October 12th - Columbus Day 

Día de la Hispanidad, celebrates ‘Spanishness’, both in Spain and in other Spanish speaking countries. And why would that be celebrated just on the 12th October?

Because that was the very date when Columbus first saw America. The event is celebrated as Columbus Day in the United States, as Día de la Raza in many countries in Latin America, as Discovery Day in the Bahamas, and as Día de la Hispanidad in Spain.

These holidays have been celebrated unofficially since the late 18th century, and officially in various areas since the early 20th century. Since 1987, Spain has celebrated the anniversary of Columbus's arrival in the Americas as its Fiesta Nacional.

Previously Spain had celebrated the day as Día de la Hispanidad, emphasizing Spain's ties with the Hispanidad, the international Hispanic community. In 1981 a royal decree established the Día de la Hispanidad as a national holiday. However, in 1987 the name was changed to Fiesta Nacional, and October 12 became one of two national celebrations, along with Constitution Day on December 6.

Since 2000, October 12 has also been Spain's Day of the Armed Forces, celebrated each year with a military parade in Madrid. To commemorate it, there is a parade led by the military (usually held in Madrid) presided by the Spanish King, who is the Head of State. The Prime Minister also has a special role in the ceremony, only second to that of the King.

So what about Christopher Columbus.....he sighted land on his initial voyage of discovery on the 12th October 1492 and landed the following day on the island he named San Salvador, now part of the Bahamas

Columbus was a native of Italy, born in 1451 in Genoa to a middle class family. It is said he first went to sea at the age of 10. He married Filipa Moniz Perestrello, a Portuguese lady, around 1479/1480. They had a son, Diego.

With land travel between Europe and China becoming difficult during the later part of the fifteenth century, Columbus and his brothers developed a plan to travel west across the Ocean Sea (Atlantic). Many scholars disputed the idea as they said Columbus was lacking experience in navigation. Many sailors disputed it because they thought ships could not carry enough provisions to sail westward. Columbus petitioned several courts to fund his exploration, but without success. He then approached Isabella and Ferdinand of Spain. They agreed to his plans; however, their advisors found fault with his calculations and rather than lose his ideas to another country they paid him an annuity. Columbus spent two years in Spain negotiating and heel kicking and luckily, when Granada fell to the Spanish monarchs, they funded him.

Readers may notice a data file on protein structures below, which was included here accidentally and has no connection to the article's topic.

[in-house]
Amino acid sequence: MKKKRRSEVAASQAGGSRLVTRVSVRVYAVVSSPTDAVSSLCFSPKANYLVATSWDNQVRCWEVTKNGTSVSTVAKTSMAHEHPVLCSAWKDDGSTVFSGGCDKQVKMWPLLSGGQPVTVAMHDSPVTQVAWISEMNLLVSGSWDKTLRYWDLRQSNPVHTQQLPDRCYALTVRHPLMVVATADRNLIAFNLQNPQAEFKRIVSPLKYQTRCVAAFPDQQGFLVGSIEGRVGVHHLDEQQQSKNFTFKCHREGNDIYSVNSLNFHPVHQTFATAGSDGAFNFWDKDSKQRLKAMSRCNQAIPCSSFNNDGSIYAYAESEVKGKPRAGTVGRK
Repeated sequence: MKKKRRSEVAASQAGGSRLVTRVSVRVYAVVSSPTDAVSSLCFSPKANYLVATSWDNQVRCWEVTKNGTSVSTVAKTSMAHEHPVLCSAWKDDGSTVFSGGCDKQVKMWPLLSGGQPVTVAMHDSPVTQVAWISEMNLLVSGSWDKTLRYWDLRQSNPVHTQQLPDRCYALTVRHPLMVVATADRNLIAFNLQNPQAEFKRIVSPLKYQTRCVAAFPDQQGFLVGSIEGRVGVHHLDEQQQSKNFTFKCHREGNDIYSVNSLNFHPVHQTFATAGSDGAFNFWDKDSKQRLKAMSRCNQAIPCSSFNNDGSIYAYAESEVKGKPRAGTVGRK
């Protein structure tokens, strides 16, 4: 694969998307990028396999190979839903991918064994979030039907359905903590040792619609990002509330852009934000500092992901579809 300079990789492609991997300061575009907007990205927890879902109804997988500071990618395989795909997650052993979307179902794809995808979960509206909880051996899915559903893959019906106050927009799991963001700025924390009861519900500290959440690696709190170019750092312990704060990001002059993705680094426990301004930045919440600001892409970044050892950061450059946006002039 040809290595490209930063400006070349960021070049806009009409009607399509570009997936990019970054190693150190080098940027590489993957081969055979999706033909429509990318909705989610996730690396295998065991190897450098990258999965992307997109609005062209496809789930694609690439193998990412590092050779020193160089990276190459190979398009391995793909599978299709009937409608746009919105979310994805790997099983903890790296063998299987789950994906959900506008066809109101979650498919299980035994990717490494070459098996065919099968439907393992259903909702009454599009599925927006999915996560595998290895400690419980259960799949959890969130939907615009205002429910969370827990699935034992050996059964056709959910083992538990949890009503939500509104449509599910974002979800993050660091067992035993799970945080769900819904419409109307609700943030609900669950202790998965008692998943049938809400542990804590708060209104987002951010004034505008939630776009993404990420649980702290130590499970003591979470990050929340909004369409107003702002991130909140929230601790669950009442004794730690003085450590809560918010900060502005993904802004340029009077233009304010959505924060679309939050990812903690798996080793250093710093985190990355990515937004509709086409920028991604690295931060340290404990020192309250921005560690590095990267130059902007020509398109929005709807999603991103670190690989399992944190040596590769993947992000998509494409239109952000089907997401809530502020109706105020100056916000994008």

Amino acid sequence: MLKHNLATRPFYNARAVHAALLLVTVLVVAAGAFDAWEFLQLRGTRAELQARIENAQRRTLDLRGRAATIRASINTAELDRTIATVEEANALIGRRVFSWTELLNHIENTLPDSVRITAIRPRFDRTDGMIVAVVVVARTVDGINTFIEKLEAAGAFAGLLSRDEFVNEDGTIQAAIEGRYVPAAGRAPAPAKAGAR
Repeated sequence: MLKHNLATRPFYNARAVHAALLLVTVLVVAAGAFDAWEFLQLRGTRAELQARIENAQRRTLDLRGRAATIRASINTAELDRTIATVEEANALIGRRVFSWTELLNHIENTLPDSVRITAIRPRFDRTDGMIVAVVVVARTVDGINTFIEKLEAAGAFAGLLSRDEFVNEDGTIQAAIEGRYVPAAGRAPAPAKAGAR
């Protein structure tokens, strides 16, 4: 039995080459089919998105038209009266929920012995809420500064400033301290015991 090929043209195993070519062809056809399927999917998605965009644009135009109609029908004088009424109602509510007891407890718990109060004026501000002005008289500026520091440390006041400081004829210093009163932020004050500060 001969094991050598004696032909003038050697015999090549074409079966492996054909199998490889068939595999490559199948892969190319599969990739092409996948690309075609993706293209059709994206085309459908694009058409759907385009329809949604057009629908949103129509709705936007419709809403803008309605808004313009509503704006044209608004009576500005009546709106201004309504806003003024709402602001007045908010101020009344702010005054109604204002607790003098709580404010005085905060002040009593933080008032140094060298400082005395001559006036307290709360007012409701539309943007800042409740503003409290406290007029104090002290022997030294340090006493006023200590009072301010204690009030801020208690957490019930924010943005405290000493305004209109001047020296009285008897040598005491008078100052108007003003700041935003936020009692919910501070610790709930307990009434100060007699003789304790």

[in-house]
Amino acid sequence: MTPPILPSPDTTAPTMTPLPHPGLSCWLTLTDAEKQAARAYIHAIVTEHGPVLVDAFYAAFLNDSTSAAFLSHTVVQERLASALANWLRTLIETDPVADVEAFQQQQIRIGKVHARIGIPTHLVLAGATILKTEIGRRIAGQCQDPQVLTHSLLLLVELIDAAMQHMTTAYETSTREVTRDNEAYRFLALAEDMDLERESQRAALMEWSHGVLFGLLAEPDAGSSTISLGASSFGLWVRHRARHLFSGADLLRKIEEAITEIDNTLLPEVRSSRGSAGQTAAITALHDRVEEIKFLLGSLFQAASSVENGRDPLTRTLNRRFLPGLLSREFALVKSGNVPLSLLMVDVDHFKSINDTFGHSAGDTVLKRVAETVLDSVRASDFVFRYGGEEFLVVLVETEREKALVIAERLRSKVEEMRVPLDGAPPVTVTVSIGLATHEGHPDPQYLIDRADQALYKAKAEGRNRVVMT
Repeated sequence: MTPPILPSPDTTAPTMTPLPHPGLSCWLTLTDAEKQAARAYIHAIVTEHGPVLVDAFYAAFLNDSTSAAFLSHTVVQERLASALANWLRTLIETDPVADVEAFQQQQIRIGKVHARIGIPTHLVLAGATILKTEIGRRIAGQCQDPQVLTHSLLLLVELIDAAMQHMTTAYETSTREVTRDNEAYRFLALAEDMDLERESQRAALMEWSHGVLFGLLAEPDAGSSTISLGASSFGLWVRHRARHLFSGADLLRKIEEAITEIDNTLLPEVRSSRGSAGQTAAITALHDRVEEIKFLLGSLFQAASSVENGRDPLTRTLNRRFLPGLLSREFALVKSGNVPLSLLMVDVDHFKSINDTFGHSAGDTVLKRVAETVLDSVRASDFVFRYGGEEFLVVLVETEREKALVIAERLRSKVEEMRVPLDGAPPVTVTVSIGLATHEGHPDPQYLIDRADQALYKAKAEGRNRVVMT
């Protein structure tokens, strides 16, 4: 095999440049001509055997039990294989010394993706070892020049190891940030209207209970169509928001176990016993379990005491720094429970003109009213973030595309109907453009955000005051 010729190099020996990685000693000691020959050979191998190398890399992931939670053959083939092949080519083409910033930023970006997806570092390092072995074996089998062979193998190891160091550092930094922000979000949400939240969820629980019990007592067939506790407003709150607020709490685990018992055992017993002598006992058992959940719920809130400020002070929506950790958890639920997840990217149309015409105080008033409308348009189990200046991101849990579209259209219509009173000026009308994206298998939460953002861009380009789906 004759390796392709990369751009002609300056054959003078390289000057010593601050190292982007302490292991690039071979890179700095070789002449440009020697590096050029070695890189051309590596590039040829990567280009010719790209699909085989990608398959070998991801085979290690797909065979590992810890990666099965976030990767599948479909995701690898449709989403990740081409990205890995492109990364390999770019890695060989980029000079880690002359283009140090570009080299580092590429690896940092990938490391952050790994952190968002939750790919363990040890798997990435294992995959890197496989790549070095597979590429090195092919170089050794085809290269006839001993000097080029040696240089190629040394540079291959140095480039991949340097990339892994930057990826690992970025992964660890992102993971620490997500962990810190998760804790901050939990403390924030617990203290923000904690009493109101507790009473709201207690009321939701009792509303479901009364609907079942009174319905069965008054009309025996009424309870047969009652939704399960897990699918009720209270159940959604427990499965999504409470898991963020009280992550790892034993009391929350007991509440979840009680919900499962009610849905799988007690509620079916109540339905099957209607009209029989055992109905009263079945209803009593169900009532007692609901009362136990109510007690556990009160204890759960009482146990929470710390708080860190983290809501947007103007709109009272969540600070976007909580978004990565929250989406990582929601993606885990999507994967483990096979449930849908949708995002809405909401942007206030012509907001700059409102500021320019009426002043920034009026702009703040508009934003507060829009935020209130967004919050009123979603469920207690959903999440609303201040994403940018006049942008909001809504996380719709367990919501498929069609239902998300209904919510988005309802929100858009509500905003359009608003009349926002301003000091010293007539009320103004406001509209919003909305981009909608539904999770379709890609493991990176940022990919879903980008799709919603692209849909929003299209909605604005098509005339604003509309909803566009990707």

It was agreed that Columbus was to be made "Admiral of the Seas" and would receive a part of all profits. The contracts stated that should he discover any new lands he would also be appointed Viceroy and Governor and receive ten percent of all the revenues in perpetuity. High demands and rewards, however, nobody thought he would succeed.

On third of August 1492 he set sail, at last, with three ships the Niña, the Pinta and the Santa Maria, stopping over for a short time in the Canary Islands. Columbus had neither discovered nor heard about the trade winds which prevail in the Atlantic – a brisk ‘easterly’ wind which pushed the three little ships across the ocean towards the Americas. However he knew to return home using prevailing winds northeastwards, where the winds curve back to the Iberian coast line, by using the North Atlantic's great circular wind pattern, clockwise.

When he landed on the 13th October 1492 the inhabitants of the island were quite friendly. Columbus thought he had reached the Indies so called these people Indians. The Santa Maria ran aground on the island of Hispaniola on Christmas Day and thirty nine of his men were left at the settlement of La Navidad, before the rest returned to Spain. He reached Spain on the 15th March 1493, and news of his success spread rapidly through out Europe.

He set sail again six months later with seventeen ships and around 1,200 men to colonise the regions. He was said to be a tyrannical governor of the lands he found, in fact virtually wiped out the Taino people native to Hispaniola.

He was accredited with many atrocities and in 1500 was arrested, placed in chains and sent back to Spain. He was summoned to court and after much discussion with the monarchs was reinstated with all his wealth and titles and an agreement to fund his fourth expedition.

On the twentieth of May 1506 he died in Valladolid of a heart attack. He was still convinced at his death that the lands he had found were along the east coast of Asia.